courtesy of No Age.
While most of DC’s indie-music listeners were reliving past glories watching Superchunk over at 9:30 Club on Friday night, a decent-sized and enthusiastic crowd were dancing the night away to the two of indie-rock’s new breed: junk-techno technicians Holy Fuck and noise-pop purveyors No Age. This show was one of the more interesting stylistic pairings in recent memory with both bands offering radically different sounds while occupying the same altitude of on-the-rise status.
Both Holy Fuck and No Age are touring in support of their third albums, which technically makes them both indie upper class-men, but their noise aesthetic and DIY approach to everything has possibly held them back from tapping the meteoric-rise success model that is being employed by their more pop-oriented peers. In other words, No Age and Holy Fuck are relying less on internet buzz and more on old fashioned word-of-mouth to garner a fan base. Something that No Age should be receiving in spades if they continue to perform at the level they did on Friday night.
First a quick note about the opening act, Trophy Wife. This two-woman duo from Philadelphia (by way of DC, apparently) featured an excellent guitar/drum attack reminiscent of No Age and shared riot grrrl vocals. Trophy Wife are one of the better opening acts that I have seen this year. Their music had a rhythmic noise-punk appeal and their dual vocals provided a Kathleen Hanna-like combo of saccharine sarcasm and pissed-off cave-girl roars. They presented most of their set in two-song chunks that were linked thematically by an introduction or just because they sounded good together. The stage banter could have been minimized a bit, but otherwise Trophy Wife set the mood for the evening’s kick-ass good time.
I was very excited to see Holy Fuck on Friday night. Their albums are spectacular, their trash-found instrument DIY approach to dance music mightily intrigues me, and the fact that I missed their show in DC earlier this year all combined to have me pleased as peach that they were a relatively late add to the No Age bill at the Black Cat. Playing to a two-thirds-full club, Holy Fuck ripped through a lean set of tunes keeping the crowd interaction and time-wasting to a minimum to provide the most music to the crowd as they could in their opening act time-slot. Laying down a funky mix of challenging noise-jams and crowd-pleasing dance tunes the band provided a nice cross-section of their diverse style range before completely giving into the urge to party.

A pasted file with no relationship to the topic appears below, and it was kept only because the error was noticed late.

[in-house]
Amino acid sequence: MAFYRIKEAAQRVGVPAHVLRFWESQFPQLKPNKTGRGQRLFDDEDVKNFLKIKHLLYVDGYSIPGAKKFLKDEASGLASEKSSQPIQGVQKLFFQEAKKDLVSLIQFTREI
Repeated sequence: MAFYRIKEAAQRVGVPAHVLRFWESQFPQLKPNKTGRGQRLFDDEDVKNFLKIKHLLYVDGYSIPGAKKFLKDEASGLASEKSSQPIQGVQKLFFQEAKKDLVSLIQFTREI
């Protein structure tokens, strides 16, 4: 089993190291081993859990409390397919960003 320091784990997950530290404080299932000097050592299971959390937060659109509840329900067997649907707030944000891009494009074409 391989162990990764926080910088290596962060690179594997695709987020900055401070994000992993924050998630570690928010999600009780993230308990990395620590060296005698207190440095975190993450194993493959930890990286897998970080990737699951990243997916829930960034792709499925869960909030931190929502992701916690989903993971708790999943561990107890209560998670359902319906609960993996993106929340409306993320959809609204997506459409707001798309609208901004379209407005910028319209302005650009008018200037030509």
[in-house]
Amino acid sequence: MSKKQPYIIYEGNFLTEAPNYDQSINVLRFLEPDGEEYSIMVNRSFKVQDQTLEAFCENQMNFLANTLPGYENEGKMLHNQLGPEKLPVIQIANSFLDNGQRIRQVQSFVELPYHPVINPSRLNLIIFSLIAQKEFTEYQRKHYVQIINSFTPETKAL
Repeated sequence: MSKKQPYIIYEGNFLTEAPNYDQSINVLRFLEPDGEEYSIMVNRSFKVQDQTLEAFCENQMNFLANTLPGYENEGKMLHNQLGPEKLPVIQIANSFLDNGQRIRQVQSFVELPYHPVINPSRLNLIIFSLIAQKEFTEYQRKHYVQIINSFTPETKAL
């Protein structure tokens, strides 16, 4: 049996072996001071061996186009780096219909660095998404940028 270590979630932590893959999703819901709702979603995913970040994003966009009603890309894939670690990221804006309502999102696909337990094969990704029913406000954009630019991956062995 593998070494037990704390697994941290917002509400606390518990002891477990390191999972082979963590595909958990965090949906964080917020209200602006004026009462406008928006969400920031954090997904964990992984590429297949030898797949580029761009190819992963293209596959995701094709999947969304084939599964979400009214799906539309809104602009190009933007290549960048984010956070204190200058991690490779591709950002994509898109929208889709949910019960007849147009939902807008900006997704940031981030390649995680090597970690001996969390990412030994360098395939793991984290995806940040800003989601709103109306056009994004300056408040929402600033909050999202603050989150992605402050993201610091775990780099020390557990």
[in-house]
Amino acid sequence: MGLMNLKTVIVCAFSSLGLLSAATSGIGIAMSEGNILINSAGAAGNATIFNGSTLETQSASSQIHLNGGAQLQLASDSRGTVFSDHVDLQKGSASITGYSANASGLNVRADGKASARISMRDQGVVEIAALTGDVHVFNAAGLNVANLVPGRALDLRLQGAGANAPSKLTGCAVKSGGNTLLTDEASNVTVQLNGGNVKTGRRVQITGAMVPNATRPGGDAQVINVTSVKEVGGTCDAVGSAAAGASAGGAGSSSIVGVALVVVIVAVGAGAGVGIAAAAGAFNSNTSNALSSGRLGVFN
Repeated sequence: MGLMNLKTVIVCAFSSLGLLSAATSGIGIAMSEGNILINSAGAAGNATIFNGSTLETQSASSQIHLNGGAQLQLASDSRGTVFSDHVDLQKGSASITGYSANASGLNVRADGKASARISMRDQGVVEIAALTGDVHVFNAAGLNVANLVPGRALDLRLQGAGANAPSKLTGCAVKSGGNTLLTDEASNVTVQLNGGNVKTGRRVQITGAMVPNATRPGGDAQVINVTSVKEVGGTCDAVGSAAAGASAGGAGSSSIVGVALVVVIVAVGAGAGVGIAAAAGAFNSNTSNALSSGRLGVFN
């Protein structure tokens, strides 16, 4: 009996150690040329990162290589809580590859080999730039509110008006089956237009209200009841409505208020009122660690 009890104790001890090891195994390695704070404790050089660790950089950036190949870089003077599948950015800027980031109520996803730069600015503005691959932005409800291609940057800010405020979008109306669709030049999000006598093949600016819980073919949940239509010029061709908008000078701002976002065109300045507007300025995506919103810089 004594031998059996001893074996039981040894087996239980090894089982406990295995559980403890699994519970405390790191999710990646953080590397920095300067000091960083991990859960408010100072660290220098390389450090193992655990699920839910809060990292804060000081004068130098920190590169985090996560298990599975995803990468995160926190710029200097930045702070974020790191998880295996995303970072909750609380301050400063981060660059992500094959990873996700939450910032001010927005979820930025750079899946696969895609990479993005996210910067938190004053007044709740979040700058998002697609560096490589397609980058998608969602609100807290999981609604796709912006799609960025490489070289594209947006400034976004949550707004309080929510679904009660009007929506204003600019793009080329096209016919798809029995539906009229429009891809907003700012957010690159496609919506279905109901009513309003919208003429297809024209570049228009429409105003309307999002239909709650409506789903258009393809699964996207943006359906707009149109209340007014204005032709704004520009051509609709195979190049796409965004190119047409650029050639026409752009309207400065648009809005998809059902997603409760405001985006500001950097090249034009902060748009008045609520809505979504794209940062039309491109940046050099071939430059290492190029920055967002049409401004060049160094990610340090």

I found the first half of their set infinitely more interesting than the second half. Watching the band of four dancing the edge between experimental and dance-music was fascinating. After a while though they decided to jump off the cliff completely by diving into a total funk/techno dance party. This portion of the set featured jams that were inspired by their album tracks (especially their album “Latin”) but didn’t quite sound like them either. Dancing to these live variations of their album tracks kept me engaged during the second half of the set. I’m not going to say I didn’t enjoy the direction their set took, but I do feel it became less interesting as it progressed.
Holy Fuck are composed of a live drummer, a live bass-player, and then two noise/electro composers each working a table-top full of gadgets, keyboards, and gizmos. The most interesting element in their arsenal was a mysterious ribbon of some sort that the one member kept pulling on. If anyone knows what the ribbon was for, or doing, by all means explain in the comments below. The ribbon tugging was either an ingenious music making device, or something going horribly wrong on stage; it really was impossible to tell from within the crowd, but that is part of the beauty of watching noise music performed. In my opinion, if you don’t ask yourself at least once during a noise set “how the heck are they making that sound” or “what the is that thing” then it is probably not reaching its full potential. At least in the first half of their set Holy Fuck had me scratching my head in noise-wonder a couple of times, so on that front they were definitely a success.